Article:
Growing up, I always felt I approached relationships differently from most. My philosophy was: if I was going to date somebody, I had to be almost 100 percent sure I'd marry them. If not, then it was a waste of time.
I figured most people regarded dating this way. But I know many people who've dated others knowing full well they wouldn't marry the person they were with. After speaking with some friends who've been routinely guilty of such treasons, I've found that the reasons vary from more consistent sex to merely enjoying time with them.
Still though, I didn't get it. Especially in my early 20s. I loved being single and the prospect of puppy love had absolutely no appeal to me.
I guess I should also add here that I am a commitment-phobe, or at least I was. I'm engaged now, but until I'd hit my mid-20s, I wanted nothing to do with a relationship, so I steered clear.
Instead, I was more school- and career-driven. Before I even considered dating somebody (what I consider a prelude to marriage), I wanted to be better established in my career and earn a more noble income.
According to Deanna Cobden, dating and relationship coach, this idea is common for men. "Men are hardwired for success and can be very career-driven and goal oriented," she says. "They're often driven by a need to be at a certain point in their career and finances or have accomplished certain life goals before they're ready to commit to a woman."
Because of traditional gender norms, men feel that they must earn a certain income by a certain age. Unfortunately, the economy isn't the same as it was when our fathers (our role models) were embarking on their own careers, so earning these lofty incomes at a young age isn't realistic, which could suggest that men may be even less likely to settle down these days. They feel like they're ill-equipped.
Then again, I could be wrong. So I asked Cobden what she believes scares men most about commitment. "Men value freedom, and sometimes there's a perceived loss of power and freedom that you're giving up when you 'settle down.'" So it makes sense, then, that men do freak out when they're in serious, functioning relationships.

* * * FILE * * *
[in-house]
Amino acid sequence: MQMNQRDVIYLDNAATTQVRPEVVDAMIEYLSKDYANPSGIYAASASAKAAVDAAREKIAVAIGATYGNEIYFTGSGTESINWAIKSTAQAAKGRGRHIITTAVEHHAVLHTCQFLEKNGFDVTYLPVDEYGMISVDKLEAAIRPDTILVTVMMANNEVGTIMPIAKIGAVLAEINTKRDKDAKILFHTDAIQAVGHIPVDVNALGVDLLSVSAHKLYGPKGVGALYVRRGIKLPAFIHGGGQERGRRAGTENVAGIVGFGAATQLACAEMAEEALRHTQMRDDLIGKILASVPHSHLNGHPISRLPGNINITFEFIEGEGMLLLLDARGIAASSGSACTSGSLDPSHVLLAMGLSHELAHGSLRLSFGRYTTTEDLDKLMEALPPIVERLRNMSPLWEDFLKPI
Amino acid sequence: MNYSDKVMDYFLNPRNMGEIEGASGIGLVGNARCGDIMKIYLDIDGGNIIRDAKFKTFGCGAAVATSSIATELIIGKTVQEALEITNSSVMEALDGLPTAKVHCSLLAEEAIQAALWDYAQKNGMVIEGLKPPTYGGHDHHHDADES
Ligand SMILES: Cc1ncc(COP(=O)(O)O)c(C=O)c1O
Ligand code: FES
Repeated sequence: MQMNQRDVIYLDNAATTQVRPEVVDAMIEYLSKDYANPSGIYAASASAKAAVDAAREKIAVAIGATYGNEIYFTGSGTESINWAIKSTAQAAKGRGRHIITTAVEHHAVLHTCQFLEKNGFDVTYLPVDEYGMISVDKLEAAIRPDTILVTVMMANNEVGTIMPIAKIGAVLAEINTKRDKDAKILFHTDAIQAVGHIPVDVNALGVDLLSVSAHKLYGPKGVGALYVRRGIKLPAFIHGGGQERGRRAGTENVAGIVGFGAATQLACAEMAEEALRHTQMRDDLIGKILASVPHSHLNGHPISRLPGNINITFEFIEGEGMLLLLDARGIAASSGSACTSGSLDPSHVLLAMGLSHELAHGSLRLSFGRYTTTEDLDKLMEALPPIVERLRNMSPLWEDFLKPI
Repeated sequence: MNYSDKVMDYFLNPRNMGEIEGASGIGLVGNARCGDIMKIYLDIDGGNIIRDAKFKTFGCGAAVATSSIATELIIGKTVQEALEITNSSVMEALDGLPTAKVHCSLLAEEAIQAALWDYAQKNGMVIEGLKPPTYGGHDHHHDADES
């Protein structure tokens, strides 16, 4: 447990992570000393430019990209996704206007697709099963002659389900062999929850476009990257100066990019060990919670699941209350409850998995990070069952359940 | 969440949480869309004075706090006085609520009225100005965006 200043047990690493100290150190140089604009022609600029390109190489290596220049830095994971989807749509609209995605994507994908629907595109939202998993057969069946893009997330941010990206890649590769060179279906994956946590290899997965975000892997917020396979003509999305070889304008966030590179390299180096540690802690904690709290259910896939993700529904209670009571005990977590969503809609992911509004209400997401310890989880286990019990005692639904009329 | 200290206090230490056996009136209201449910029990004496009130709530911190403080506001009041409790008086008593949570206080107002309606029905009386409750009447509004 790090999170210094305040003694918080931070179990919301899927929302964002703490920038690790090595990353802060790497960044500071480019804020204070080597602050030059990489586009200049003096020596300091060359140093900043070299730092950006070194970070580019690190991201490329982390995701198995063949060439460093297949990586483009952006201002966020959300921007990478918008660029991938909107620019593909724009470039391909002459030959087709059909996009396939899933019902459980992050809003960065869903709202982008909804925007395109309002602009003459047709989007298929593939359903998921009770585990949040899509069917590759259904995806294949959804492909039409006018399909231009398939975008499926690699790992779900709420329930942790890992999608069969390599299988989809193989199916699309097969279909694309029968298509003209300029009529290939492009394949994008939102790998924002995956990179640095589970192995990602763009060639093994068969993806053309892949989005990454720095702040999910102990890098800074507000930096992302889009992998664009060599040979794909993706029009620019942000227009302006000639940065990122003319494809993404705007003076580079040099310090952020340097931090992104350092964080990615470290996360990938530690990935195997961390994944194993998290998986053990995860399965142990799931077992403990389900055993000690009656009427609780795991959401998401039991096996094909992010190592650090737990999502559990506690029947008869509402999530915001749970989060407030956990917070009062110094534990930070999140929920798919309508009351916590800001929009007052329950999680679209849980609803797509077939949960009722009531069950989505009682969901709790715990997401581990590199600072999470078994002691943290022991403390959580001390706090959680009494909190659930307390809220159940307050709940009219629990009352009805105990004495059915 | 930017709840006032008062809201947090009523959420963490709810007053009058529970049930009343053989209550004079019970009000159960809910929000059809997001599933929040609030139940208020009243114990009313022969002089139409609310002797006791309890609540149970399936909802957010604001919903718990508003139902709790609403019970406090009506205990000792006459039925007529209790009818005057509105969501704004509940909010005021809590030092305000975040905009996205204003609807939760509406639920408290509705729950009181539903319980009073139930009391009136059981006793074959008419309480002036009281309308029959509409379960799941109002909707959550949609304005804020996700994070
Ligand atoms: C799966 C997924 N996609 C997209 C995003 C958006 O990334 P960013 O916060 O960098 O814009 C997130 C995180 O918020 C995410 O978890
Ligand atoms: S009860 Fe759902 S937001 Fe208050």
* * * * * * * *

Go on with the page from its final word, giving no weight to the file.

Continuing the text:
"This is actually pretty common," Cobden says. "Men have their own process when it comes to committing. They need to be ready and know that they'll be able to make that woman happy and that they can 'win' with her."
Cobden adds that this can take time for dudes to figure out, so sometimes he needs to pull back and reevaluate the relationship in order to be more confident that this has the ability to make it.
I don't want to say we're somehow playing the victim in these instances, but I can certainly see it looking that way. Instead, here's how I choose to see it: men are insecure in our ability to earn enough, love enough, and otherwise be enough in order to keep you happy.
The idea of the alpha male is dwindling, and, as such, everything we were taught as children is currently being changed and challenged. We've essentially become lab rats in the evolution of man, so, of course, our insecurities can get the best of us sometimes.
"The best thing a woman can do to grow the relationship is to let him know through sincere appreciation that he is making her happy and fulfilling her desires," Cobden says. "And if he does freak out, give him a bit of space. If it is a healthy relationship, he will usually come back more committed than ever."
"Men that are commitment-phobic tend to have a repeating cycle — chase, withdraw and disappear, rebound."
But if you want to steer clear of men who fear commitment altogether, Cobden does have some warning signs you should look out for. "Men that are commitment-phobic tend to have a repeating cycle — chase, withdraw and disappear, rebound," she says.
He chases you, doing everything he can to win you over until you trust him, then he leaves, feeling pressure from you (where he fears he's being tied down). Then he'll rebound, starting the chase all over again. "This cycle will continue to repeat only to have him disappear again and again."
Another warning sign, Cobden adds, is that he'll flat-out tell you. He'll say something like, "You're so beautiful, and I love spending time with you, but I'm not looking for a relationship right now," but will then continue to pursue you and treat you like a girlfriend (i.e., Friday night dates, dinners, Netflix, texts, etc.) but the relationship won't go anywhere.
"This is very confusing to us as women because we start to feel like a girlfriend and that he's changed his mind, and we are now in a relationship, but in his eyes he's already given us the disclaimer that he's not ready to commit to anyone," she says. "It's important to remember that men mean what they say, and if a man tells you this, believe him."
So there you have it, ladies. Men don't suddenly leave burgeoning relationships because we want to hurt you. We do it because we've evaluated a relationship to the best of our ability, and we don't see things working long-term. So instead of dating you for a few years and dealing with the nasty and inevitable breakup, we cut things off early. This seems like the better option.
It's like purchasing an item that's close to its expiry date. It might be on sale, sure, but is it worth the brief shelf life? Evidently, most men would say no.